Thursday, June 16, 2011

From where Edward Burtynsky stands

“What do you ‘expect’ from a certain artistic expression?” This question may sound weird, at least it sounded to me when I was a student and (over)confident in my tastes. It was a time when any rendering which elicited a full blown explanation of its concept was best received. For example, a play with the depiction of the cutthroat realities of life, a fiction with a definite explanation at the end or a painting with painstakingly achieved photo realism. Fortunately a realization of my narrow perceptions came to me pretty quick, and I refreshed my entire outlook towards art. Now I started expecting more than realism or something beyond realism from any art form. And photography? Where previously I considered it to be only an ‘aid’ painters used to achieve photo realism, now as photo realism in paintings lost its sheen, I reevaluated my views about this form of art. From strident reflections of social concerns to silent spectators of unseen worlds, pictures are certainly playing a vital role in my overall understanding of imagery in the process of creating art.

I like Ansel Adams’ quote which says “A good photograph is knowing where to stand”. Accomplished Canadian photographer Edward Burtynsky not only knows where to stand but also knows when to stand :)

Marble stone quarries, mines, railroads that cross obscure terrains or mass production factories in China, autobahns, heaps of used tires, ship breaking yards of Bangladesh – Burtynsky goes to these worlds that are sometimes unknown, unseen or even inconvenient to project. His pictures which sometimes appear quiet, at other times appear like frontline protestors. His photographs are like non objective compositions which take you along on a mind boggling voyage of the two dimensions. 

It is not that I do not approve of photo realistic painters, but when I see photography like that of Edward Burtynsky’s, I wonder what it is that painters are trying to achieve by recreating in paint, that which photographers have already captured with great spontaneity and poignancy.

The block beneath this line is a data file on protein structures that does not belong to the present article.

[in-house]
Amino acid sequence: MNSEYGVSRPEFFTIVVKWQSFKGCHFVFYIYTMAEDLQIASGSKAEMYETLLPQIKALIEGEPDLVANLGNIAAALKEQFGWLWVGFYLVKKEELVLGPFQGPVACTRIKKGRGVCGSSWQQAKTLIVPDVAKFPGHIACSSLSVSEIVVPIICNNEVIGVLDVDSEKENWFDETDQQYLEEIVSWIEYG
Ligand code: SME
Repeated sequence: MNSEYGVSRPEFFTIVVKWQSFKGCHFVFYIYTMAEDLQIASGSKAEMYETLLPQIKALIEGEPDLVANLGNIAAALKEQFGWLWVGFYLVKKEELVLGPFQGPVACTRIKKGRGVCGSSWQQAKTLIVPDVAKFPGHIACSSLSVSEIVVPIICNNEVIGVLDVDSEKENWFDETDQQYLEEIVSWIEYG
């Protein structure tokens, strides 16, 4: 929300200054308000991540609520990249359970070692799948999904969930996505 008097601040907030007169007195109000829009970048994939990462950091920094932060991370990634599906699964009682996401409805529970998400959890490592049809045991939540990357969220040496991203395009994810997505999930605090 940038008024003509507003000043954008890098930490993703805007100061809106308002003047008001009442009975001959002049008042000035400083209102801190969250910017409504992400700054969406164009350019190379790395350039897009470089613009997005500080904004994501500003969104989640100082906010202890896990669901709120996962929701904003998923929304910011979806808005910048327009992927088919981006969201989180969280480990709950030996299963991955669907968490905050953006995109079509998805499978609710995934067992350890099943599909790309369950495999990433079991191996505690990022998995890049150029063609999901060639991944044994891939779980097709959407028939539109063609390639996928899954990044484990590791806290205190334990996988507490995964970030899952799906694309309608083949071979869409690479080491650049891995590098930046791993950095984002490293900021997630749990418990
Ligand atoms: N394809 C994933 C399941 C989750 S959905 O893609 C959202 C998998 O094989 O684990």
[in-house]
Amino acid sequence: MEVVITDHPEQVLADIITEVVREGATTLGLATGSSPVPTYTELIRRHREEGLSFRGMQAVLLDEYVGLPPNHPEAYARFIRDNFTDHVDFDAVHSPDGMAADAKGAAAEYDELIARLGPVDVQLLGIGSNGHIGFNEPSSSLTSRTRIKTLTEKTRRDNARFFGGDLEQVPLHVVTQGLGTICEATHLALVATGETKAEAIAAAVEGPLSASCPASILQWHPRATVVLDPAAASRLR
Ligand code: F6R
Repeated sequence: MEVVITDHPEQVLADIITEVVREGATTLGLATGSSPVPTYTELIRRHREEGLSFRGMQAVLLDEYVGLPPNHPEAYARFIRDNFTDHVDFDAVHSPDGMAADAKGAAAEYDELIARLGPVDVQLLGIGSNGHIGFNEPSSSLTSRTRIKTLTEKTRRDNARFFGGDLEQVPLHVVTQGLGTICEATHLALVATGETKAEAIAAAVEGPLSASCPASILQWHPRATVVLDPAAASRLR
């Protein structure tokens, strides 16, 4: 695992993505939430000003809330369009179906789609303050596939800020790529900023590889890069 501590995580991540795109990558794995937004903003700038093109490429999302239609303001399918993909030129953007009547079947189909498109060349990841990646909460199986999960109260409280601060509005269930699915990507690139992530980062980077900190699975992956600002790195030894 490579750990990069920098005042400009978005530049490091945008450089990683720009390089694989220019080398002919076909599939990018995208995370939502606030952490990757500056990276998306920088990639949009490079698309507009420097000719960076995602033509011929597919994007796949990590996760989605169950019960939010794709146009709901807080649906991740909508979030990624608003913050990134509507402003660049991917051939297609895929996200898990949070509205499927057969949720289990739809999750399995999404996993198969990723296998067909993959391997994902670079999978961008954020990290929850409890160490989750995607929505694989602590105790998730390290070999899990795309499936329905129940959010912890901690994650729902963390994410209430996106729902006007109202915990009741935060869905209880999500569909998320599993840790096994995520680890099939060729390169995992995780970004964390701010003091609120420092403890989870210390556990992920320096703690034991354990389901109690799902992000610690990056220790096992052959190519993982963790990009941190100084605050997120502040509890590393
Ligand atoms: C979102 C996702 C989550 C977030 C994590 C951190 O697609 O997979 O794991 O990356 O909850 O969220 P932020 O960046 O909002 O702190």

My Sincere thanks to Edward Burtynsky and Marcus Schubert from the office of Edward Burtynsky for permissions.

Wednesday, June 08, 2011

Tyeb Mehta: The legend of modern Indian art

For those who are not familiar with his name, Tyeb Mehta (b.25 July 1925 - d.2 July 2009) was one of the greatest Indian painters from post Independence era (post 1947), highly celebrated and recognized worldwide for his figurative paintings. He was associated with the renowned Progressive Artists’ Group of India. His paintings are known for their trademark luminous colors, powerful subject matter and expressive brushwork.

In India, sadly, we do not have many art museums dedicated to modern art with permanent exhibits. We have public galleries where if you are lucky you get to see some fantastic shows once in a while. I remember one such exhibition from around 12 years back which was showing works by really big names from the world of modern art in India. The names were familiar to me having studied about these artists in my art school curriculum. 
So there I was, walking very quietly, almost religiously, moving from one painting to another, very conscious of the big names behind the paintings, feeling respectful at a distance. But when I came to a painting by Tyeb Mehta, I felt compelled to go closer and preen at the exotic work before me, mesmerized by the vivid and stark colors that he had used. His paintings were completely different from what I had perceived them to be, based on their prints. Thereafter I rarely missed an opportunity to see his work. ( The opportunities were very rare though :-( ) 

Tyeb Mehta’s paintings have a mystic paradox of subject and application. While subjects strongly echo human suffering, trauma, violence and agony, the painting style is highly composed and structured. He would have easily taken the ‘gestural’ path and it would have been logical at that time. But it looks like he had sort of compartmentalized the subject matter from the style and a strong artistic assurance of discoveries shows through in his work. He was a quiet observer who loved solitude and loved reading. Not surprisingly, he formed his own powerful visual language which had its roots from Hindu mythology to modern historical events like partition of India and Pakistan. Pain and violence was observed, understood and finally rearranged in his own way. So, for example when a composition is based on some mythological story, it’s not laden with the usual pomp and ornaments, and when it is based on a bloody incident on the street, it does not display the cluttered realities of life. Everything floats between Tyeb’s artistic pursuits and the viewer.

Tyeb’s color palette is full of astonishing bright colors, as if picked from flocking colorful market streets. Neither do they replicate any pre-established, well received set of colors, nor do they intentionally project an ‘Indian-ness’. They appear to be an outcome of his personal artistic quests. He painted large solid plains with pure hues of oil paints most of the time. The colors in his paintings engulf the viewer in their span, almost hypnotizing, and when the viewer gradually floats out of these hues, he finds himself facing the brutal subject that the painting is talking about. It is like seeing the painting inside out! It is one indescribable experience and I will strongly recommend you to view Tyeb Mehta’s work when you get a chance.